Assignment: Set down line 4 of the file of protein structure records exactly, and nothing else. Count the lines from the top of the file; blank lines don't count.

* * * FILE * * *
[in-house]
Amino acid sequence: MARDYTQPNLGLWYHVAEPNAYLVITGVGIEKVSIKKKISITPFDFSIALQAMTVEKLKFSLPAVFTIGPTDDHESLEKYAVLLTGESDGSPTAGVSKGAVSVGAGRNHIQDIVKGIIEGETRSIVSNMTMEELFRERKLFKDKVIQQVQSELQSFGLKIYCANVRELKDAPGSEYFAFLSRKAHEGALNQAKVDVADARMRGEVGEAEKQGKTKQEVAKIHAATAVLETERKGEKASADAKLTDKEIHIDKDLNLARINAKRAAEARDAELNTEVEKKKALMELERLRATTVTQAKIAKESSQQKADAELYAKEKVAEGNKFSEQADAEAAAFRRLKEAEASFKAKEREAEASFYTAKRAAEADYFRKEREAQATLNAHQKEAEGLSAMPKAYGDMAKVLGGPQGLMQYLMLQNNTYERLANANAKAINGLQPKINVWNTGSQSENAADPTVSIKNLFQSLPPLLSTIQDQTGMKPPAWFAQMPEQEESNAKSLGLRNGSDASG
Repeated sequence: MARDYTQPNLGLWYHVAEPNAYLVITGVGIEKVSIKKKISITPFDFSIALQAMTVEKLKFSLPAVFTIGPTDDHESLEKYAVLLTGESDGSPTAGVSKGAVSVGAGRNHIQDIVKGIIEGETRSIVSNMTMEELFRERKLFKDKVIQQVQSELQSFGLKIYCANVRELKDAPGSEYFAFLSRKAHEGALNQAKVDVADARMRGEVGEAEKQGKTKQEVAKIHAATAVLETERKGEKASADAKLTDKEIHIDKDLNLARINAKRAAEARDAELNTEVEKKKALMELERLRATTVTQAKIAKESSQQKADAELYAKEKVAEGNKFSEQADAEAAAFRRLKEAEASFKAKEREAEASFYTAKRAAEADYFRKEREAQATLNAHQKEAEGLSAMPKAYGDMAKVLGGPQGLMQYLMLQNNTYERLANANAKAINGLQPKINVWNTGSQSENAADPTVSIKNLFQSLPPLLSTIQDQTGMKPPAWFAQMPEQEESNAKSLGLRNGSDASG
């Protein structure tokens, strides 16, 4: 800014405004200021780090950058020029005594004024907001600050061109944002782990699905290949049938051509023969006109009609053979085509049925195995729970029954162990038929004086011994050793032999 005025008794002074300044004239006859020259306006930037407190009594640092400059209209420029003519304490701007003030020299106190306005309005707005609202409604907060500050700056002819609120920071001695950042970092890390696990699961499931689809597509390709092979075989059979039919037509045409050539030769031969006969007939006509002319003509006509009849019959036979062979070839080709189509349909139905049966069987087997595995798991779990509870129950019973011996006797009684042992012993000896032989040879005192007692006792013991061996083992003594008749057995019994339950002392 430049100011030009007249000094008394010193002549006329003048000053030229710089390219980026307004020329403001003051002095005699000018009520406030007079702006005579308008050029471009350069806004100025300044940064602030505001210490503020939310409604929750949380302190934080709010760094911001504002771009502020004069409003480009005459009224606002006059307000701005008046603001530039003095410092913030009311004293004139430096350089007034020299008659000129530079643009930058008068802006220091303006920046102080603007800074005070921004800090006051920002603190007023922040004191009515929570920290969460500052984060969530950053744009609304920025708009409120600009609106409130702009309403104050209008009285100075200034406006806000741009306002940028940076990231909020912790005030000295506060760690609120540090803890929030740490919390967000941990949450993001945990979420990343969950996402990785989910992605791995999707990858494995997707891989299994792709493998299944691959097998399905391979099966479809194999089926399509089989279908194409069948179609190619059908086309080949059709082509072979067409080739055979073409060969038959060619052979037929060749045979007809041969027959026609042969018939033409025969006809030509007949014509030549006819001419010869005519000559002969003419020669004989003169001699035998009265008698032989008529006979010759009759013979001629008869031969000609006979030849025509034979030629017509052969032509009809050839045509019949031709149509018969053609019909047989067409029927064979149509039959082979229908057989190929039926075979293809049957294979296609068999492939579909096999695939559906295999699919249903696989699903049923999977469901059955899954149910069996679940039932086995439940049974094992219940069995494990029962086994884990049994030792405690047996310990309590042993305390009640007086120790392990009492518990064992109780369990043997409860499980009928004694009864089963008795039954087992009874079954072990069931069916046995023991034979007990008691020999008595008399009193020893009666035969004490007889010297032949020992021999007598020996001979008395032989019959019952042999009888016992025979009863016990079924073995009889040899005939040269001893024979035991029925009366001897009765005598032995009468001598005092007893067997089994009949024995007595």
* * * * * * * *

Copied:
């Protein structure tokens, strides 16, 4: 800014405004200021780090950058020029005594004024907001600050061109944002782990699905290949049938051509023969006109009609053979085509049925195995729970029954162990038929004086011994050793032999 005025008794002074300044004239006859020259306006930037407190009594640092400059209209420029003519304490701007003030020299106190306005309005707005609202409604907060500050700056002819609120920071001695950042970092890390696990699961499931689809597509390709092979075989059979039919037509045409050539030769031969006969007939006509002319003509006509009849019959036979062979070839080709189509349909139905049966069987087997595995798991779990509870129950019973011996006797009684042992012993000896032989040879005192007692006792013991061996083992003594008749057995019994339950002392 430049100011030009007249000094008394010193002549006329003048000053030229710089390219980026307004020329403001003051002095005699000018009520406030007079702006005579308008050029471009350069806004100025300044940064602030505001210490503020939310409604929750949380302190934080709010760094911001504002771009502020004069409003480009005459009224606002006059307000701005008046603001530039003095410092913030009311004293004139430096350089007034020299008659000129530079643009930058008068802006220091303006920046102080603007800074005070921004800090006051920002603190007023922040004191009515929570920290969460500052984060969530950053744009609304920025708009409120600009609106409130702009309403104050209008009285100075200034406006806000741009306002940028940076990231909020912790005030000295506060760690609120540090803890929030740490919390967000941990949450993001945990979420990343969950996402990785989910992605791995999707990858494995997707891989299994792709493998299944691959097998399905391979099966479809194999089926399509089989279908194409069948179609190619059908086309080949059709082509072979067409080739055979073409060969038959060619052979037929060749045979007809041969027959026609042969018939033409025969006809030509007949014509030549006819001419010869005519000559002969003419020669004989003169001699035998009265008698032989008529006979010759009759013979001629008869031969000609006979030849025509034979030629017509052969032509009809050839045509019949031709149509018969053609019909047989067409029927064979149509039959082979229908057989190929039926075979293809049957294979296609068999492939579909096999695939559906295999699919249903696989699903049923999977469901059955899954149910069996679940039932086995439940049974094992219940069995494990029962086994884990049994030792405690047996310990309590042993305390009640007086120790392990009492518990064992109780369990043997409860499980009928004694009864089963008795039954087992009874079954072990069931069916046995023991034979007990008691020999008595008399009193020893009666035969004490007889010297032949020992021999007598020996001979008395032989019959019952042999009888016992025979009863016990079924073995009889040899005939040269001893024979035991029925009366001897009765005598032995009468001598005092007893067997089994009949024995007595």